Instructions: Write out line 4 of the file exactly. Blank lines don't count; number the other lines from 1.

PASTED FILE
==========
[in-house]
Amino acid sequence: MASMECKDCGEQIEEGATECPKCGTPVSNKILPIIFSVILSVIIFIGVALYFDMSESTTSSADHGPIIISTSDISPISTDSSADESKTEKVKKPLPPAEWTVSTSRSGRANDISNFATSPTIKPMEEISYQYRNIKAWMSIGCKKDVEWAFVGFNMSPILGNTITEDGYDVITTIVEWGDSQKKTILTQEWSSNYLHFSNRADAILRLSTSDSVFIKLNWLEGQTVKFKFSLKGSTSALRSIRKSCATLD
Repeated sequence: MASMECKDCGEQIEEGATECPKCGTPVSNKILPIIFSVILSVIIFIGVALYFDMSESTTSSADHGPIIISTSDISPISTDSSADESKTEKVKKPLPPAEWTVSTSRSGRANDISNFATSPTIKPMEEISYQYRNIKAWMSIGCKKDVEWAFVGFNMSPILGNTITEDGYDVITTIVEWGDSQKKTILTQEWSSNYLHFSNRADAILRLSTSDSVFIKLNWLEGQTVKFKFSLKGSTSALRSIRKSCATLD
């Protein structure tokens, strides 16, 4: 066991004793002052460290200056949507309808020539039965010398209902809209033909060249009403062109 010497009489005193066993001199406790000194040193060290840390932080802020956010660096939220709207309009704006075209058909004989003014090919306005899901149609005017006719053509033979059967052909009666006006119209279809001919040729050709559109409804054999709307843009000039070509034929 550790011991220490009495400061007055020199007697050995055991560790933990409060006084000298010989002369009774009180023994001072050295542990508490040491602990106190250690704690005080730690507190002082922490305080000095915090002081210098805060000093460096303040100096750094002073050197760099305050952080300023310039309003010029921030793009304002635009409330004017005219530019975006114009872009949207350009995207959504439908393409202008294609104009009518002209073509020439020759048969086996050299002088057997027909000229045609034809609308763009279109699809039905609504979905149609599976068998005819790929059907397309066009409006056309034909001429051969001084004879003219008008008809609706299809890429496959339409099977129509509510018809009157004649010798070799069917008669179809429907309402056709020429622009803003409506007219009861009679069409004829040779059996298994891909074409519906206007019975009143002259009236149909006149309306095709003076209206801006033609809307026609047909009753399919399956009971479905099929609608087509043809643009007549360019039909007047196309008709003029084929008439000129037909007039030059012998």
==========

């Protein structure tokens, strides 16, 4: 066991004793002052460290200056949507309808020539039965010398209902809209033909060249009403062109 010497009489005193066993001199406790000194040193060290840390932080802020956010660096939220709207309009704006075209058909004989003014090919306005899901149609005017006719053509033979059967052909009666006006119209279809001919040729050709559109409804054999709307843009000039070509034929 550790011991220490009495400061007055020199007697050995055991560790933990409060006084000298010989002369009774009180023994001072050295542990508490040491602990106190250690704690005080730690507190002082922490305080000095915090002081210098805060000093460096303040100096750094002073050197760099305050952080300023310039309003010029921030793009304002635009409330004017005219530019975006114009872009949207350009995207959504439908393409202008294609104009009518002209073509020439020759048969086996050299002088057997027909000229045609034809609308763009279109699809039905609504979905149609599976068998005819790929059907397309066009409006056309034909001429051969001084004879003219008008008809609706299809890429496959339409099977129509509510018809009157004649010798070799069917008669179809429907309402056709020429622009803003409506007219009861009679069409004829040779059996298994891909074409519906206007019975009143002259009236149909006149309306095709003076209206801006033609809307026609047909009753399919399956009971479905099929609608087509043809643009007549360019039909007047196309008709003029084929008439000129037909007039030059012998």